“Before I had my own business but I paid $5,000 for a license and it was too expensive, too many tickets. It’s hard to care for my family,” said El Ashkar.
This week alone, El Ashkar received two tickets for $400 and $600 respectively. Since he let go of his license the father of three gets paid to run food carts. He currently mans a hot dog and chicken kabob cart on the corner of Seventh Avenue and 23 street, from 7a.m. to 7p.m.
Mobile inspectors, from the New York City Department of Health and Mental Hygiene, gave him the tickets. They said the chicken El Ashkar was using was not fresh enough and fined him for using it. Although he’s happy he won’t have to pay the tickets directly El Ashkar is still worried because some chicken is left at end of each day. The slow business makes it hard to buy a new frozen bag of poultry daily without losing money.
“Business is slow, I am not selling a lot and I don’t know why they give tickets if the chicken is good,” the man said. “It takes five months of work to pay to the city every day in tickets and license alone. Now I just work but it’s still hard.”
Currently there are about 3,000 food carts with licenses in Manhattan, according to the Department of Health and Mental Hygiene’s Web site. New licenses are no longer available since the city stopped issuing them in the late 70s. However, interested vendors can apply for one and wait until it becomes available, as stated on-line.
If waiting is not an option, people can also rent carts from licensed vendors and spend up to $3,000 a year in rent. Michael Idov said in an article for New York Magazine that, “black market” food cart renting is common. But many of the people who rent these carts are not aware of the regulations and end up with tickets like El Ashkar’s.
“The most common violation is standing ‘too far from the curb.’ You can’t vend within twenty feet of a building entrance. Not offering a customer a receipt is a violation, as is vending at a bus stop. A typical vendor pays $433 a year in fines, and New York’s courts deal with 59,000 vending-related cases every year,” Idov wrote in his article.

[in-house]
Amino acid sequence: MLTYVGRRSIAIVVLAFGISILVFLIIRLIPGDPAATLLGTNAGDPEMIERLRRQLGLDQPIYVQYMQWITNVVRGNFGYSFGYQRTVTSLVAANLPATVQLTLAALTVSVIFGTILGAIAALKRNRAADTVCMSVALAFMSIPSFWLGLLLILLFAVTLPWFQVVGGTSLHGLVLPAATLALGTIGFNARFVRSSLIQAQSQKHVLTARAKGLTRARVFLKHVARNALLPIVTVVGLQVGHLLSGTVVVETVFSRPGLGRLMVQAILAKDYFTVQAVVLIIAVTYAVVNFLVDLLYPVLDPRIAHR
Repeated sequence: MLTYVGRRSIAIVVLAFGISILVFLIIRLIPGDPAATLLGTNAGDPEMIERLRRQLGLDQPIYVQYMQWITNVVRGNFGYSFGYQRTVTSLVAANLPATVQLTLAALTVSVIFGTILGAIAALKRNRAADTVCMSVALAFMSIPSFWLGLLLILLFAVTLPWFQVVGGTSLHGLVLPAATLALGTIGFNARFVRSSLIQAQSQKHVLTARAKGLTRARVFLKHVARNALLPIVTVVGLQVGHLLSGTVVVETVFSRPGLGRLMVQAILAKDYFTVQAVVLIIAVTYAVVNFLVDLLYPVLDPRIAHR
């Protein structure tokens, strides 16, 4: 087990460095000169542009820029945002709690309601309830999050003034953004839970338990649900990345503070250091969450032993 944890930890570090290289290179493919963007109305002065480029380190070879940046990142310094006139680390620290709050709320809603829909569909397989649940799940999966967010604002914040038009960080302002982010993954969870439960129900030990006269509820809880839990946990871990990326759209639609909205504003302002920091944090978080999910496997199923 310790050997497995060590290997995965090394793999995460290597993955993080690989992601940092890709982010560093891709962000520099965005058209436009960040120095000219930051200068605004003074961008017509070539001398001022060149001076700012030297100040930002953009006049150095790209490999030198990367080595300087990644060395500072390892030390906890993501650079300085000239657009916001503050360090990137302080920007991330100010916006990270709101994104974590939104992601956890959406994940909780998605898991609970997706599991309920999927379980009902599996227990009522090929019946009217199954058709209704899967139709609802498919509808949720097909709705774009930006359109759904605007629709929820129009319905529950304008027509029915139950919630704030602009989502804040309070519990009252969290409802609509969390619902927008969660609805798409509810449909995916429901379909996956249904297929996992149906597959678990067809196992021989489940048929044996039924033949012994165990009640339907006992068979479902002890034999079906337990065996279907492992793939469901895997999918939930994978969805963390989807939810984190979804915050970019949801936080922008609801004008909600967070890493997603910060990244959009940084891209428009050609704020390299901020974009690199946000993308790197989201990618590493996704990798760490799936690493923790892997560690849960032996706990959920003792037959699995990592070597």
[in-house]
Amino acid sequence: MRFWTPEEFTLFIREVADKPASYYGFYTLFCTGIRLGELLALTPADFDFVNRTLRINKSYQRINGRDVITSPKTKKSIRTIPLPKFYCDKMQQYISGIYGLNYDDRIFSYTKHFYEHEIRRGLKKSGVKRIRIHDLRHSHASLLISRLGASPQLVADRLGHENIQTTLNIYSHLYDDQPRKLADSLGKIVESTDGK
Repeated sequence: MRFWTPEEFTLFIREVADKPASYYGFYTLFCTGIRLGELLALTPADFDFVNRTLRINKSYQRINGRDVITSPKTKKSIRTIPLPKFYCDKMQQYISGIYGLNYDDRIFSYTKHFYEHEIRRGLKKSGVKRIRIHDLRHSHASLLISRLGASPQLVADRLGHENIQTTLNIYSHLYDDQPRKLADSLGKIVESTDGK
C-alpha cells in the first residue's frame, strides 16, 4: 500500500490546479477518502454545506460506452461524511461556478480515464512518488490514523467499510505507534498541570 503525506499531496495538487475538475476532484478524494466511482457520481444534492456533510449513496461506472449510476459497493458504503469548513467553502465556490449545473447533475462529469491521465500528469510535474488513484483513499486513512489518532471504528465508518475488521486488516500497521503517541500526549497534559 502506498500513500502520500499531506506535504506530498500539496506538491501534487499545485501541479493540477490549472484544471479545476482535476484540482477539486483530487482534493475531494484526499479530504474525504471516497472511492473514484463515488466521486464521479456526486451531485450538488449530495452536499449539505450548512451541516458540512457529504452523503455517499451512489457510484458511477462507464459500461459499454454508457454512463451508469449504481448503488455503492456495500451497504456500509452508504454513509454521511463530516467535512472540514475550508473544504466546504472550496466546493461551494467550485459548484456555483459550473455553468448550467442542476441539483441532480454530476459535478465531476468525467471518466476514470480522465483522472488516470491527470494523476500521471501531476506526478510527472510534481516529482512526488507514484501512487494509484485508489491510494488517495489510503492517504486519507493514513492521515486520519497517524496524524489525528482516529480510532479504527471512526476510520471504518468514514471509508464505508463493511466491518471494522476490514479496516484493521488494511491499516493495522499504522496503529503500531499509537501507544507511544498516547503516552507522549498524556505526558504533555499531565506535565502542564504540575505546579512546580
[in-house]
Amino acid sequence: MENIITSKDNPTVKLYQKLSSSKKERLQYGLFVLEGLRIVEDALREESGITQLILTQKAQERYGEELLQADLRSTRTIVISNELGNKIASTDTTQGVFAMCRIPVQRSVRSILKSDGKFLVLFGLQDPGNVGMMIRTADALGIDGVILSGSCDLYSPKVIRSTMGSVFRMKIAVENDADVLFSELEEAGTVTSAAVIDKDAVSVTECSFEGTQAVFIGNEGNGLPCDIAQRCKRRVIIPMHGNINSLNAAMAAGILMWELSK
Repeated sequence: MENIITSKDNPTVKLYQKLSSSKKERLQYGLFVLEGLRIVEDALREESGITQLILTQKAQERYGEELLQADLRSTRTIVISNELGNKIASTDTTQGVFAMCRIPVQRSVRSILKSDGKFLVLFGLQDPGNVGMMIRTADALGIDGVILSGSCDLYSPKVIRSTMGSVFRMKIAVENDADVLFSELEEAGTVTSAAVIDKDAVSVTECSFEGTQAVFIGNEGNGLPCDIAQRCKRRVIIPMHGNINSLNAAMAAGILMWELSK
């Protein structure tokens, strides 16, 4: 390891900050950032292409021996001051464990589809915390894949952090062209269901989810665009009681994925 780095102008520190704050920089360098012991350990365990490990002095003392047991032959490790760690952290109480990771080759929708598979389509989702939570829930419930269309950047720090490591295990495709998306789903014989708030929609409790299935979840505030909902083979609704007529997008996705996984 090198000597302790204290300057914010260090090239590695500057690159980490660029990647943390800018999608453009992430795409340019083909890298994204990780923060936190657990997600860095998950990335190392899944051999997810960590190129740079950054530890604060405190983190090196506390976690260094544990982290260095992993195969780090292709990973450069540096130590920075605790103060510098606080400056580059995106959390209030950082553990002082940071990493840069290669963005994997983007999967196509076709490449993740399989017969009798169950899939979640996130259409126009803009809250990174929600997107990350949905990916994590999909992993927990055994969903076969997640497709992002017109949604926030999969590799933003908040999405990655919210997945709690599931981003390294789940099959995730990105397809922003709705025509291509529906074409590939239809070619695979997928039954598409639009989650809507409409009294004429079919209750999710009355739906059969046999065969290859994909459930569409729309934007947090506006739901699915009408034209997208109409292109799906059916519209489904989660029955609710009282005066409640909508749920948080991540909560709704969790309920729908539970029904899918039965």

With the cost of food, tickets and, if applicable, rent, a vendor can easily go out of business. The regulations are necessary, though. A supervisor from the Department of Health and Mental Hygiene said that in a city with millions of residents food carts need to be inspected to maintain a health standards. Adding that it may seem many tickets are given at once but inspectors check different carts every day.
Generally, the vendors at these carts are immigrants trying to make a living and speak little or bad English. Because of this, some believe the regulations and treatment towards vendors needs to change. They don’t ask for special treatment, rather for respect and patience.
“The history of New York is one with a history of immigrants who came here with dreams of making it in the New World. Primarily this is a business for immigrants because you can still sell something and make some money even if you don’t have a degree or have perfect English,” Sean Basinski, director of The Street Vendor Project, an organization working to obtain legal representation and better rights for vendors. “Our biggest problems include access to licenses and permits, finding areas to vend, fines that go up to $1000 and harassment to vendors by the health department.”
Basinski said that if more education and rational fees were implemented, food vending and inspection would be smoother. El Ashkar just hopes he can support his family.
“I pay $950 for rent in New Jersey and I come because I like work, I have some structure at least but getting money for my bill and my family is not easy,” the vendor said.